The combined access control list can be a source IP range access control list and/or a common source IP subnet access control list. The source IP range access control list can block the IP traffic from all of the source IP addresses located within the range of the pair of source IP address to be blocked by the combined source access control list without taking a destination IP address into consideration. For example, the source IP address range access control list can block the source IP addresses within the range of source IP addresses from 1.1.1.1 to 1.1.1.4. The common source IP subnet access control list can block all the source IP addresses located within a common subnet of the pair of source IP addresses to be blocked by the combined access control list without taking a destination IP address into consideration. For example, the common source IP subnet access control list can be IP subnet access control list 1.1.1.0/29, which can block Internet traffic from source IP address 1.1.1.0 to 1.1.1.7. A common subnet of IP addresses can be a set of two, four, eight, sixteen, or the more adjacent IP addresses.

In an embodiment, the access control lists can also be source/destination access control lists, such that the source IP address and the destination IP address are taken into consideration. Thus, the source/destination access control lists in the blacklist filter server 114 can block different source IP addresses based on the client system 108, 110, or 112 identified as the destination IP address. For example, the user of the client system 108 could not want to block Internet traffic from a specific source IP address, however the user of the client system 110 could want to block Internet traffic from the same source IP address. Thus, the source/destination access control list can determine the source IP address and the destination IP address before blocking the Internet traffic or not.

The static-some filter can be designed to block some of the source IP addresses selected from the blacklist, trading-off a decrease in the number of bad source IP addresses filtered for a decrease in the collateral loss for the client systems 108, 110, and 112 in the communications network 100. Upon receiving the blacklist and executing the static-some filter, a weight can be assigned to every source IP address so as to optimize the trade-off between the total collateral loss and the total benefit associated with blocking bad source IP addresses without taking a destination IP address into consideration. Thus, the network provider has the flexibility to control the output of the static-some filter. In an embodiment, a weight greater than zero can be assigned to good source IP addresses, and a weight lower than zero can be assigned to bad source IP addresses.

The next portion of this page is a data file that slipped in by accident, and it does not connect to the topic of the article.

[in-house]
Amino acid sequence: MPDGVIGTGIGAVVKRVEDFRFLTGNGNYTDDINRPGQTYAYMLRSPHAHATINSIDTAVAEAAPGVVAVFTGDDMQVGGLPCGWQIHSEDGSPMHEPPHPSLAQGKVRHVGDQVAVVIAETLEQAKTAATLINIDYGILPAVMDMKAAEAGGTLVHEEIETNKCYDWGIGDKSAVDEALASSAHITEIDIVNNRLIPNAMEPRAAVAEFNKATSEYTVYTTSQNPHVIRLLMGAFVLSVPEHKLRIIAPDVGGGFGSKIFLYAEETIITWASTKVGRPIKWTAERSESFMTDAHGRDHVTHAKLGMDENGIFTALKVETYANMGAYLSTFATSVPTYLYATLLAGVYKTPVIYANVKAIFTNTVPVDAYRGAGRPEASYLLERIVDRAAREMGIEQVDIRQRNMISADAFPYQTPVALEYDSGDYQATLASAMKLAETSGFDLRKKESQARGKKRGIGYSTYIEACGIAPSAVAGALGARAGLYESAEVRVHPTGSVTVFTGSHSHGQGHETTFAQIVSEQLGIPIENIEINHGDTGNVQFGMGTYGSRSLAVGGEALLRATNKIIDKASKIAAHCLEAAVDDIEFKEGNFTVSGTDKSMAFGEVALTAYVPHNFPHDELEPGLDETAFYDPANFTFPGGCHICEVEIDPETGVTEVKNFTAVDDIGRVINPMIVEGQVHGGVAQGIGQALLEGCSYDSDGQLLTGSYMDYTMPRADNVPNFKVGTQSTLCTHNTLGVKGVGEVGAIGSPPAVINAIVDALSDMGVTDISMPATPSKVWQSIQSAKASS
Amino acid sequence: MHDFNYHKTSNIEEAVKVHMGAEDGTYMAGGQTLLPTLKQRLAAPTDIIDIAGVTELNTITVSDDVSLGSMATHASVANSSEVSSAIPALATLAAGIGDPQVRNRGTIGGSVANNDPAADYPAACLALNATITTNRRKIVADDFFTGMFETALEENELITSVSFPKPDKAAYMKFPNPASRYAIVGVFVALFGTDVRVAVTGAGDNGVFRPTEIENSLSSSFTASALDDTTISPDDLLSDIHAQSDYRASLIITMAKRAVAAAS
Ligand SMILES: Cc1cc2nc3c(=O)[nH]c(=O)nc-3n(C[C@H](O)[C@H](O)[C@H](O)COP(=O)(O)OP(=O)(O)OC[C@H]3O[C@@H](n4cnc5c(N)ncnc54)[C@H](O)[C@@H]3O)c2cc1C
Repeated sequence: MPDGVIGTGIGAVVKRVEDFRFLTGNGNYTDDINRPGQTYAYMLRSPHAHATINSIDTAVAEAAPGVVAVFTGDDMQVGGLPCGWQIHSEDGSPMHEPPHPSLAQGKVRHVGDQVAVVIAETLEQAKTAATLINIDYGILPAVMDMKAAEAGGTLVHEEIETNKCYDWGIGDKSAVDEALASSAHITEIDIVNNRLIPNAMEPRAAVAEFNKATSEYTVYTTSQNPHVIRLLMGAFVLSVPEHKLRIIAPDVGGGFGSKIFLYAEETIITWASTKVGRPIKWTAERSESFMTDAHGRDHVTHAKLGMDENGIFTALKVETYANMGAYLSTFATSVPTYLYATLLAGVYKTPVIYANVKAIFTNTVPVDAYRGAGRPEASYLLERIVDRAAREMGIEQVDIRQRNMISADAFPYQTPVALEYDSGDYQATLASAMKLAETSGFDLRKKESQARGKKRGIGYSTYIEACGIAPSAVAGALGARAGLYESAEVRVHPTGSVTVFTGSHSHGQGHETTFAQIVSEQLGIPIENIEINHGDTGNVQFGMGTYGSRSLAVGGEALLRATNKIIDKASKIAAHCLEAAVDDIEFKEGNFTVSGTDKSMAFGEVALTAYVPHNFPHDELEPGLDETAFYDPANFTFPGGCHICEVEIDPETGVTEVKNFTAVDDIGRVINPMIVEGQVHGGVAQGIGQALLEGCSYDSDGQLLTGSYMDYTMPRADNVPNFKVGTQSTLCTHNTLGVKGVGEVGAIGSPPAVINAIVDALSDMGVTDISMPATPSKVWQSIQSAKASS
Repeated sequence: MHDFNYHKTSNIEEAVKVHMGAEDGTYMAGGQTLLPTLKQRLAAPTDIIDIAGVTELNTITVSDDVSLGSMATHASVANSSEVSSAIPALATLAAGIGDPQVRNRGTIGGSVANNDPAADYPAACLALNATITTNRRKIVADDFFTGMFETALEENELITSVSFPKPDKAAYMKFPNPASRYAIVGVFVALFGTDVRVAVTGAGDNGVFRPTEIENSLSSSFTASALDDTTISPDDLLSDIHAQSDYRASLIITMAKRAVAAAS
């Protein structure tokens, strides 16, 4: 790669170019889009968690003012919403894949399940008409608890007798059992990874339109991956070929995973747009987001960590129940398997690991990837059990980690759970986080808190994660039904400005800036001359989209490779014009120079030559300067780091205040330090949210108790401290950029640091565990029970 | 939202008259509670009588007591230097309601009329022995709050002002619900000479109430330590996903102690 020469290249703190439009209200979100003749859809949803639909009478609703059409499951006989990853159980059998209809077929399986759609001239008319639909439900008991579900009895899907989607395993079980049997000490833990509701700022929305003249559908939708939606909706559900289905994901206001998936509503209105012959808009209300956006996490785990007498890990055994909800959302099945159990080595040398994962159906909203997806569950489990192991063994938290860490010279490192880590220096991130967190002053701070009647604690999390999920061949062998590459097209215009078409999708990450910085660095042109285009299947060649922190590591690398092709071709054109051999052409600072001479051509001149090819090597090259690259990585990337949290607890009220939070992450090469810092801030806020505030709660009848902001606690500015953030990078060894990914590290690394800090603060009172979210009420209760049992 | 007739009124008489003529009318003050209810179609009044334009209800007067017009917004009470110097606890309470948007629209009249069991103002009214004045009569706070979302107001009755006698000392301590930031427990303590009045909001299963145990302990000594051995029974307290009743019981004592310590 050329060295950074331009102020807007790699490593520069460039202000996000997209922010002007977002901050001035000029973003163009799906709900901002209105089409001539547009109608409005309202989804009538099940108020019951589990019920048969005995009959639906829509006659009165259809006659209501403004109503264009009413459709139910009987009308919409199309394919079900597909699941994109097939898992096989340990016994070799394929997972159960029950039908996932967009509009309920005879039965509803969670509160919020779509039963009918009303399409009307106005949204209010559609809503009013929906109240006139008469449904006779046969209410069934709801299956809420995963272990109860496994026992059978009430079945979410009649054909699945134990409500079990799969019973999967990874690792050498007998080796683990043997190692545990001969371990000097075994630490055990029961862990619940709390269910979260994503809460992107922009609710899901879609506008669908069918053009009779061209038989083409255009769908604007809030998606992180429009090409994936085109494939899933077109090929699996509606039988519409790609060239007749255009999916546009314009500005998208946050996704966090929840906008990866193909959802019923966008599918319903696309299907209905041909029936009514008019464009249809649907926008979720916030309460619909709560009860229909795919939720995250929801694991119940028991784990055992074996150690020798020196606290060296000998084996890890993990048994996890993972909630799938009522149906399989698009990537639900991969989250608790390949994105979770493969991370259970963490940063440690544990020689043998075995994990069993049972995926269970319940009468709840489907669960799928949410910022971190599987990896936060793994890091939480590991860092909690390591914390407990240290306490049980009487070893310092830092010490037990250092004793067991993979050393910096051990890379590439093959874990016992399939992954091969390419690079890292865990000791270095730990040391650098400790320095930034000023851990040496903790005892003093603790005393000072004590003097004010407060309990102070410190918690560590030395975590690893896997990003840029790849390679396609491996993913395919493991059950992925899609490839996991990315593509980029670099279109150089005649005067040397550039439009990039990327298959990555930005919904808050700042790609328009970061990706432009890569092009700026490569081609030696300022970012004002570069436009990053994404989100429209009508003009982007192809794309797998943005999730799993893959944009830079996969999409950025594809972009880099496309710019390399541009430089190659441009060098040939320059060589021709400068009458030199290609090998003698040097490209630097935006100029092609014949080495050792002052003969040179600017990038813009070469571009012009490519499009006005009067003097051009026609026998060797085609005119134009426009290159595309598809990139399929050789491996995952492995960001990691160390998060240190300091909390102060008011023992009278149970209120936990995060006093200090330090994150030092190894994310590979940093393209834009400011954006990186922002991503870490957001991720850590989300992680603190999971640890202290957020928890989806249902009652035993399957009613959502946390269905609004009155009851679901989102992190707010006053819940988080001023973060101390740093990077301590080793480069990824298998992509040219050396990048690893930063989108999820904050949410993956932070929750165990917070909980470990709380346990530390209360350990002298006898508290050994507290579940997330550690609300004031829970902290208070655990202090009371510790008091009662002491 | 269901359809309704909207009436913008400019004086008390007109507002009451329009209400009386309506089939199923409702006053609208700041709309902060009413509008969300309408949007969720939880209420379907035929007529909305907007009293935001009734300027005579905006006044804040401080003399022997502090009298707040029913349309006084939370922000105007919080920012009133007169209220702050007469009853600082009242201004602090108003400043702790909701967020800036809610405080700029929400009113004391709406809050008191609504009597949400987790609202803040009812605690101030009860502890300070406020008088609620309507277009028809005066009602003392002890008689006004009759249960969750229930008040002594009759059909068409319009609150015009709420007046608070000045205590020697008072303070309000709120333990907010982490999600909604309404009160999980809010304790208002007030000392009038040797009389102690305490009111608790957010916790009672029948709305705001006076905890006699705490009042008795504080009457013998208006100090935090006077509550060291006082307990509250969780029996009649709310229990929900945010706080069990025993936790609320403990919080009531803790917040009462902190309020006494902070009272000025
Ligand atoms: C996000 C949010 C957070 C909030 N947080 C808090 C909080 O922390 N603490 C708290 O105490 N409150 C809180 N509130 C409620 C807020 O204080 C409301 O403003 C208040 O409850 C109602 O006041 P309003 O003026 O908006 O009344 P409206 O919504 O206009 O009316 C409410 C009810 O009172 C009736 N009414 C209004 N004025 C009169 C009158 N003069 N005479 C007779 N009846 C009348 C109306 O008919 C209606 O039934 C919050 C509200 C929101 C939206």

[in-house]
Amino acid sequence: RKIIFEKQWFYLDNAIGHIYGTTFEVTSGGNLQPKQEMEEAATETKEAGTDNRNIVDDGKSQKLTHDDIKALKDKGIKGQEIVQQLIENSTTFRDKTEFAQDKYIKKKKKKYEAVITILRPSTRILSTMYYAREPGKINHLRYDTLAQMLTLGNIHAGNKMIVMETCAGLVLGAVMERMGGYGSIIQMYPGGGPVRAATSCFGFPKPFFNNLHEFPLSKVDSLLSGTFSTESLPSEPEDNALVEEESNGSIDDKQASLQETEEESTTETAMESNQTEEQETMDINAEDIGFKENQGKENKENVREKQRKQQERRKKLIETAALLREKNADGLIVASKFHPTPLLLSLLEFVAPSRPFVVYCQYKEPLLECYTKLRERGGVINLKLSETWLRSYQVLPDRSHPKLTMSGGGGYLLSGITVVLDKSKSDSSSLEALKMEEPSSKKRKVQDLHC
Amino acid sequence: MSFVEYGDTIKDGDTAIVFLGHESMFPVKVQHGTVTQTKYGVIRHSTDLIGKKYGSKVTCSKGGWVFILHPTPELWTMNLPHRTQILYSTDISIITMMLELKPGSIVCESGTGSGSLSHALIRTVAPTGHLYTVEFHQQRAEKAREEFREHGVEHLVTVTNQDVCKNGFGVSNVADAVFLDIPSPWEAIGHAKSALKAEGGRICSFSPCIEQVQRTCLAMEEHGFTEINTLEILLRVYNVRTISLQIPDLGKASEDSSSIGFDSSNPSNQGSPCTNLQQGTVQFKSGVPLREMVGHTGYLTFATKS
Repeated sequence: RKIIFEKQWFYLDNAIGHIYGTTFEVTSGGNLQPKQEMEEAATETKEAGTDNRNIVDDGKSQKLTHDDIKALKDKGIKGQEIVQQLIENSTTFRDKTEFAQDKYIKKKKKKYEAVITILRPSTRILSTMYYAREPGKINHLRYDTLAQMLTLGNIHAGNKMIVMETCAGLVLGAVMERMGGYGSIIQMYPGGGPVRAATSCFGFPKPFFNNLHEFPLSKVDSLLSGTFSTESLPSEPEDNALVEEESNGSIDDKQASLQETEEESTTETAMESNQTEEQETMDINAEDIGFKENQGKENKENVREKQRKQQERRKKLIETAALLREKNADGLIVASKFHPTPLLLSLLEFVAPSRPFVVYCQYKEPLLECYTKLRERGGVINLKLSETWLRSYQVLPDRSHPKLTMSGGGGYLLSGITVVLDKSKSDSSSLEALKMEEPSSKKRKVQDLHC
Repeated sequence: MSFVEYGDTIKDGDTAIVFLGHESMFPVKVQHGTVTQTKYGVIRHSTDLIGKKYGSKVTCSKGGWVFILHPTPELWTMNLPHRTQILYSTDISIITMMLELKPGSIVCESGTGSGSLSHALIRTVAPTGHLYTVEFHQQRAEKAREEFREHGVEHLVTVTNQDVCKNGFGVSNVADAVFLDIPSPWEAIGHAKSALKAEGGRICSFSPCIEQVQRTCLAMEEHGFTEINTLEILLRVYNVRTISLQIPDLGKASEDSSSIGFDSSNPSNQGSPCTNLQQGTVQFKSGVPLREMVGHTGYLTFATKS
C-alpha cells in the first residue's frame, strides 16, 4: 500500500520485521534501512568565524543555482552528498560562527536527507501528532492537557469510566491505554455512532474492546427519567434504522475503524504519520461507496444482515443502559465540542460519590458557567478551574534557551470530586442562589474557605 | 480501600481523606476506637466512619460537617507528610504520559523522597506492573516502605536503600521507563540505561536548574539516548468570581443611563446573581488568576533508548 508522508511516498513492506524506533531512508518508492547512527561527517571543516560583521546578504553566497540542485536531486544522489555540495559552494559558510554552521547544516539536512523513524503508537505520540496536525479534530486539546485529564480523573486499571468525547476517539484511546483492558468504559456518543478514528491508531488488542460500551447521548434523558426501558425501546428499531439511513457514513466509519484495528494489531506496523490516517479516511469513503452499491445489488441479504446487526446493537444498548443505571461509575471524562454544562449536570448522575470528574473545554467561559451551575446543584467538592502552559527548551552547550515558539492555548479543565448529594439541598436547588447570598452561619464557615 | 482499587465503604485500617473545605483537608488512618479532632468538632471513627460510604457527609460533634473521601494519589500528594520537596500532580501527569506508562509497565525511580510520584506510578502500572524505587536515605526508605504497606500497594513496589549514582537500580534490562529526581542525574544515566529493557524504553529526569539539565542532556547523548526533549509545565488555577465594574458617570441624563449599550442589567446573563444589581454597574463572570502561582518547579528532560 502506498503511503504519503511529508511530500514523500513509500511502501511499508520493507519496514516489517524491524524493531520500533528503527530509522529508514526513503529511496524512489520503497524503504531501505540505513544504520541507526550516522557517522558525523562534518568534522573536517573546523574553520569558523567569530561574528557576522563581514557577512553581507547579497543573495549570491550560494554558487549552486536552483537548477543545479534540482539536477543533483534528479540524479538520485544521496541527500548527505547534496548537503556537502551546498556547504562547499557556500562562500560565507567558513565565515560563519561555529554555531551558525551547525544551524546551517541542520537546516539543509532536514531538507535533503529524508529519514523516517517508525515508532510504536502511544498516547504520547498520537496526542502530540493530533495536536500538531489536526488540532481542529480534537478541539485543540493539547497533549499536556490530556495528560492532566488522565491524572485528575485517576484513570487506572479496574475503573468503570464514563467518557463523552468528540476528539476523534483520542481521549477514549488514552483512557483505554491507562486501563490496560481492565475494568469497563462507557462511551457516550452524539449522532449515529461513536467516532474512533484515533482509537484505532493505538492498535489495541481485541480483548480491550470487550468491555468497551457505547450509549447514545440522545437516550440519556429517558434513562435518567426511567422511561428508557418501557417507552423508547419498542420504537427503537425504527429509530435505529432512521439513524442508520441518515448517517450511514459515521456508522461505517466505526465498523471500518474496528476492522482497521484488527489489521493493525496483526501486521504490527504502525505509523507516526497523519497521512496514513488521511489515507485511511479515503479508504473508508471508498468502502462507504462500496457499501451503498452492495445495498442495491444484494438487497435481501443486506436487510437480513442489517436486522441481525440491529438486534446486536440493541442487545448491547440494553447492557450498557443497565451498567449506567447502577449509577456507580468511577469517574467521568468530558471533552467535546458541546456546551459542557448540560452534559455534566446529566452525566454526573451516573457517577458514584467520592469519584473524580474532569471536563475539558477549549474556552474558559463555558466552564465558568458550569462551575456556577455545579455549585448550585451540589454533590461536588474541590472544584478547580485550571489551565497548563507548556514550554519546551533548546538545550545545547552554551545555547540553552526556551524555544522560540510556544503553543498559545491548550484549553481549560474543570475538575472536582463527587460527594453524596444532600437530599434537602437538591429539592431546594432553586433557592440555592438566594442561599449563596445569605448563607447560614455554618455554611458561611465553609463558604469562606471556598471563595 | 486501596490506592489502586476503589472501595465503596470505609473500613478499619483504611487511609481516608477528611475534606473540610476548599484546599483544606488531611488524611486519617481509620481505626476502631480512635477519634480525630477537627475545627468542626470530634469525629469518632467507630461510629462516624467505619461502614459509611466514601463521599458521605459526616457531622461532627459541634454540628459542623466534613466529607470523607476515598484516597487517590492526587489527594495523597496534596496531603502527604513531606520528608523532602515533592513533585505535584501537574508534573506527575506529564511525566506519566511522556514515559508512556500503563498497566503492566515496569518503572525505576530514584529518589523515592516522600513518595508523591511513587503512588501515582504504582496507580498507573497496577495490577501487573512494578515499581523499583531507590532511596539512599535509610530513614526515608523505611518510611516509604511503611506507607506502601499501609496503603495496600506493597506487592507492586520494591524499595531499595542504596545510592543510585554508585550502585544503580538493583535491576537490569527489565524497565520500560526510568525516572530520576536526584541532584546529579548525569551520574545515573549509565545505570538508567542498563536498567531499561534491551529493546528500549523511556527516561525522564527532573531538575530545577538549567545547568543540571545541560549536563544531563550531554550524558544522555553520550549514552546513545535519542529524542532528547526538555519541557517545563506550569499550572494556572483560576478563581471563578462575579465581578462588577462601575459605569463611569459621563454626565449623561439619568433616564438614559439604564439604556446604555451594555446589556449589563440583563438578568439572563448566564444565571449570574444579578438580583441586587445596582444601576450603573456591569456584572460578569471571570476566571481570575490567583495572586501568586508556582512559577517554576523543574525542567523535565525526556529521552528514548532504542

The weights can also be tuned to assign different access privileges to different users, such as higher positive weights being assigned to trusted or preferred source IP addresses, and more negative weights being assigned to source IP addresses that are responsible for the highest number of malicious activities. For example, a source IP address assigned a weight of positive ten is trusted more than a source IP address assigned a weight of positive five. Similarly, a source IP address assigned a weight of negative ten is responsible for more malicious activities than a source IP address assigned a weight of negative five. Alternatively, a weight equal to one can be assigned to all of the good source IP addresses, and a weight equal to zero can be assigned to all of the bad source IP addresses. Thus, based on the weights assigned to each of the source IP addresses, the static-some filter can tradeoff the amount of collateral loss with the number of bad source IP addresses blocked by combing access control lists based on the weights assigned to the source IP addresses without taking a destination IP address into consideration.

In an embodiment, the weights assigned to the source IP addresses can vary based on the destination IP address of the Internet traffic. For example, the user of client system 110 can assign a specific weight to a source IP address, and the user of client system 112 can assign a different weight to the same IP address. Thus, the access control lists in the blacklist filter server 114 can block Internet traffic from different source IP addresses for each of the client systems 108, 110, and 112. Therefore, the access control lists are source/destination access control lists, because the access control lists can take into consideration not only the source IP address but also the destination IP address of the Internet traffic.